Just down the road from the battlefield is Wat Lao Buddharam temple. In the 1980s there was a great wave of immigrants from Laos that came here to Tennessee and this Buddhist temple is a little piece of the home they left behind. Golden dragons guard the door to the temple while diligent monks care for the grounds. Visitors are welcome in their gathering building where they can be taught about the beliefs and the traditions that are at the core of the people who live there.
Of course, no visit to Tennessee could be complete without a visit to Nashville. The best place to begin any tour of Nashville is at the Ryman Auditorium as this is where the city began and where they first gained the title of being ‘Music City’. The Ryman began as a church but became the most premiere place for music, public speaking, entertainment, and protesting. From the beginning of the Grand Ole Opry to presidential speakers, the stage of the Ryman has seen an all star list of people and today is considered the very epitome of making it in the business.
We visited the Tennessee State Capital where we got to read the history through the decades along the black marble wall next to the park and see the giant map of the state. The capital really highlights every aspect of the state showing their pride in the state they govern. It is surrounded by the Tennessee State Museum, Tennessee State Library, and the Tennessee Military Museum. If you really want to dive into the history and culture of the state, then this is the place to do it.
Did you know that Nashville is called the ‘Athens of the South’? Because of their focus on education and being a central part in all trade throughout the country, Nashville was dubbed the ‘Athens of the South’. To celebrate that, for the city’s centennial they built their own Parthenon in the middle of Centennial Park. This is a recreated version of the Parthenon in Greece as it would have been in its heyday and displays incredible detailed reliefs of Greek heroes along the top and has its own ivory and gold statue of Athena inside.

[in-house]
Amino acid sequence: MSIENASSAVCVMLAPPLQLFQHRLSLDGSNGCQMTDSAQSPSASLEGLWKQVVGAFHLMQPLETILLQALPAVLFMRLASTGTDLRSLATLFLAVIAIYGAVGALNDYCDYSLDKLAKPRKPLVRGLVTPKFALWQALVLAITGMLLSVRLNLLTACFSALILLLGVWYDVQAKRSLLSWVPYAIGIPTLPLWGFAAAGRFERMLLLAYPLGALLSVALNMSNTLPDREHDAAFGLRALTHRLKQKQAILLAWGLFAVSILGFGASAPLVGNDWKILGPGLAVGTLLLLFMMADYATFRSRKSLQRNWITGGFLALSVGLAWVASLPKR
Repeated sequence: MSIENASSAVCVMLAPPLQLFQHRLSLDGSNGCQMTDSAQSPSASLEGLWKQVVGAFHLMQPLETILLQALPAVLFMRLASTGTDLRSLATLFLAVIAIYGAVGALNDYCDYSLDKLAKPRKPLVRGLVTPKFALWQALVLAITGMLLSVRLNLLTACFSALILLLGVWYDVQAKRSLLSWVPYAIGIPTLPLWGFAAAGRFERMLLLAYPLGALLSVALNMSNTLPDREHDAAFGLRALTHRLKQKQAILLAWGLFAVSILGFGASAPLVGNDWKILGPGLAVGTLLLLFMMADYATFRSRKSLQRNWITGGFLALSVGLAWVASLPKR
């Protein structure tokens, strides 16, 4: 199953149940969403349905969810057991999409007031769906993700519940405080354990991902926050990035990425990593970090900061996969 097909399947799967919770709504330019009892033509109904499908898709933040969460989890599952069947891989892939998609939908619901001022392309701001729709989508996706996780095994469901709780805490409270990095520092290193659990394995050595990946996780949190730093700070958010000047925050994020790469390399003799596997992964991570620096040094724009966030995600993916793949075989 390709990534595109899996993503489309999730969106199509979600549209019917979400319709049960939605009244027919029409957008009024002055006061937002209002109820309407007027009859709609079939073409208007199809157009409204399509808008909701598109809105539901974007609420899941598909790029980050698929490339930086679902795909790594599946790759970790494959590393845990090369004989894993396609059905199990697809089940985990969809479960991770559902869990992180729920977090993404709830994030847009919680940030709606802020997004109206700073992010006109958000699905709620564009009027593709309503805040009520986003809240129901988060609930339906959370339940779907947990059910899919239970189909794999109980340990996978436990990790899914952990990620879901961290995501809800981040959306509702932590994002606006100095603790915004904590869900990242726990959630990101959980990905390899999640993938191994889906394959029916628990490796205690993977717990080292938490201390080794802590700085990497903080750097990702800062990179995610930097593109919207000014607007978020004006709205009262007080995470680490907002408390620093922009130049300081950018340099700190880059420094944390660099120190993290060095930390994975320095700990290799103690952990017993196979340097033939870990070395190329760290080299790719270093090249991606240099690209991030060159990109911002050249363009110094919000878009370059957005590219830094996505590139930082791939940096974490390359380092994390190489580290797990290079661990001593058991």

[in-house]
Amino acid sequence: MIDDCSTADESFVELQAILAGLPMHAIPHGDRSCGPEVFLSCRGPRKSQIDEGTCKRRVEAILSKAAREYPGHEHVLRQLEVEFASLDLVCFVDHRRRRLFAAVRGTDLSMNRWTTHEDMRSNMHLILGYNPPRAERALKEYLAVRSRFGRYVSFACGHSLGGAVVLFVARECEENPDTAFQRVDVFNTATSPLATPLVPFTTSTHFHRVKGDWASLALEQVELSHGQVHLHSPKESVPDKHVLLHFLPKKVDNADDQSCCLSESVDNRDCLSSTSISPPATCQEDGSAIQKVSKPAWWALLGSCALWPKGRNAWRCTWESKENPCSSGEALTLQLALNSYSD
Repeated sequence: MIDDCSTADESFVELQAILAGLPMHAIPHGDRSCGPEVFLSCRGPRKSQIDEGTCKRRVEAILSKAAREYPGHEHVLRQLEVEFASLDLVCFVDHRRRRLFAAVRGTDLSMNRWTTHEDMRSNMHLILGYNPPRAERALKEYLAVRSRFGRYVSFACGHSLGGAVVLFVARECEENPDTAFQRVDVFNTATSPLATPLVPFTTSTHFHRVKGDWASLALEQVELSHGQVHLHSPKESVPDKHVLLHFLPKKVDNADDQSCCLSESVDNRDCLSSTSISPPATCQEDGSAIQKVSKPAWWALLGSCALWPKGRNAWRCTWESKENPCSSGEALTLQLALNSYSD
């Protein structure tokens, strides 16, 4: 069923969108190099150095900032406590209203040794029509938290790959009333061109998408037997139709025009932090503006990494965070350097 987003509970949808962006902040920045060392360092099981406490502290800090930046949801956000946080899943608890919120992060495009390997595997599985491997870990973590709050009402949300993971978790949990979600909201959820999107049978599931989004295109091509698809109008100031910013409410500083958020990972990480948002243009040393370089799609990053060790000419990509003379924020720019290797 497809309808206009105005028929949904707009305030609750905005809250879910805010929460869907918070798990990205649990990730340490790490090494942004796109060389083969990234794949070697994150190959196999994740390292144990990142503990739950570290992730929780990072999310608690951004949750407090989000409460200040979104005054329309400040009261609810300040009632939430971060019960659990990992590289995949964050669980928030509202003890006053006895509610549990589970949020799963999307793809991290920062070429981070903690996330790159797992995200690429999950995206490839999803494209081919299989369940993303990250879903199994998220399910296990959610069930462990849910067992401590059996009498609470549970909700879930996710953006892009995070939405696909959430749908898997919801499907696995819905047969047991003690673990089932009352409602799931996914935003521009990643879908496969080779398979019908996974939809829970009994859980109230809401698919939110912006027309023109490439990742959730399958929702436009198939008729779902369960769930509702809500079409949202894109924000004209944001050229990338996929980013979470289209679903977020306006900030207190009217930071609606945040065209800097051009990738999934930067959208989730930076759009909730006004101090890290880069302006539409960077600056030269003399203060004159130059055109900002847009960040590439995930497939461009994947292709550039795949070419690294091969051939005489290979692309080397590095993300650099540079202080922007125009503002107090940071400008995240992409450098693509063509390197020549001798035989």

The last favorite spot that we got to share with family was at Fall Creek Falls State Park. We have seen this park in every season, and we just never tire of its natural beauty. We started at the overlook of the waterfall and then climbed down within the rocks to get to the bottom and see it from an entirely different angle. In our goal of seeing all of the state parks, we seem to get distracted by visits back to this park because we just love it so much. This was Tennessee’s first designated state park.
It has been a great couple of weeks as we have shared some of favorite places with our family. It has definitely been busy but what a joy to share this time with family. Adding to the busy of the last month, we have also been working on travel plans for our next great adventure which is taking us to France and Belgium. After two years of canceled trips, we are on our way to Europe and we can’t wait!
For more of our favorite places in Tennessee, check out these:
Thanks for coming along with us as we shared some of our favorite places with our family. May country roads take you through Tennessee.